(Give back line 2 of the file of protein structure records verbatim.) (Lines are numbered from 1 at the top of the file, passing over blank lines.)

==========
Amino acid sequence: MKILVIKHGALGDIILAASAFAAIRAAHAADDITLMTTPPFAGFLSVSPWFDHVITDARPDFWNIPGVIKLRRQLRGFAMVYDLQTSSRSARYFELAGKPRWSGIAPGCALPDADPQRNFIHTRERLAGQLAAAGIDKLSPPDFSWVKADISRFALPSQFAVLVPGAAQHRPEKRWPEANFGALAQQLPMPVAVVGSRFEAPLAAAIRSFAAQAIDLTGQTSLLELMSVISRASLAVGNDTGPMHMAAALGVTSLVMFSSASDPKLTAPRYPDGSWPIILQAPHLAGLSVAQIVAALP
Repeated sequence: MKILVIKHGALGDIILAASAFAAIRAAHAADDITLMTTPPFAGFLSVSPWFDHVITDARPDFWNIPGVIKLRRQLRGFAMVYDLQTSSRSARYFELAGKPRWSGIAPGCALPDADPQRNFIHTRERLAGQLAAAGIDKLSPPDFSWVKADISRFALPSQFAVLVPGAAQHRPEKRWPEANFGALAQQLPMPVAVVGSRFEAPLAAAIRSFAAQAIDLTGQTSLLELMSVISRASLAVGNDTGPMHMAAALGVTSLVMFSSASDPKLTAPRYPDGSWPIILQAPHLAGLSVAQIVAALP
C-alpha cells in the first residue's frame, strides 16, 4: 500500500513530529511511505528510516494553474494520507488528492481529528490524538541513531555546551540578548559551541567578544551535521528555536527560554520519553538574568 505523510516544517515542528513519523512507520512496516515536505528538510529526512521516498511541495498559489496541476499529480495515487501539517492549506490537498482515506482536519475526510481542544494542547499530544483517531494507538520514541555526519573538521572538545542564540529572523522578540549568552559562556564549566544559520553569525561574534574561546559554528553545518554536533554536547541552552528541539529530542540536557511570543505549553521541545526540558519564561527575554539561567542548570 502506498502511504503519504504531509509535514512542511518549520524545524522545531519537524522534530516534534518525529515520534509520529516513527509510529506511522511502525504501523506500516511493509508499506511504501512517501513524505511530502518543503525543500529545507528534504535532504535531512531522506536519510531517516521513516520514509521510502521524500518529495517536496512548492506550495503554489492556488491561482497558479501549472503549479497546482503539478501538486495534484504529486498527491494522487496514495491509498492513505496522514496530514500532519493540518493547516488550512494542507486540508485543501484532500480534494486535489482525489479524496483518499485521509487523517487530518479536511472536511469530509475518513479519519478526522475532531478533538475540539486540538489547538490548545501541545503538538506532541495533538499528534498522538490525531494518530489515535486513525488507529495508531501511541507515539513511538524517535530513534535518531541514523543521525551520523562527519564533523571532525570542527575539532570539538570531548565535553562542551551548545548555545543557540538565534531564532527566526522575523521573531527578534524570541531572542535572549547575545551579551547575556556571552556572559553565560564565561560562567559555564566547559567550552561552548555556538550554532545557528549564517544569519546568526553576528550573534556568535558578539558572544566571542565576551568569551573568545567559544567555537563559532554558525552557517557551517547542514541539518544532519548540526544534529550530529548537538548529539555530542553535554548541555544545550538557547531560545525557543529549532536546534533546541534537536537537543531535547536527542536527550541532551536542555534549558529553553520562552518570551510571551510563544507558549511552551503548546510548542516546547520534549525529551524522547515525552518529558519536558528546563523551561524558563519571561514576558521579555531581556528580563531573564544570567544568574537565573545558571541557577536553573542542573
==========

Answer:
Repeated sequence: MKILVIKHGALGDIILAASAFAAIRAAHAADDITLMTTPPFAGFLSVSPWFDHVITDARPDFWNIPGVIKLRRQLRGFAMVYDLQTSSRSARYFELAGKPRWSGIAPGCALPDADPQRNFIHTRERLAGQLAAAGIDKLSPPDFSWVKADISRFALPSQFAVLVPGAAQHRPEKRWPEANFGALAQQLPMPVAVVGSRFEAPLAAAIRSFAAQAIDLTGQTSLLELMSVISRASLAVGNDTGPMHMAAALGVTSLVMFSSASDPKLTAPRYPDGSWPIILQAPHLAGLSVAQIVAALP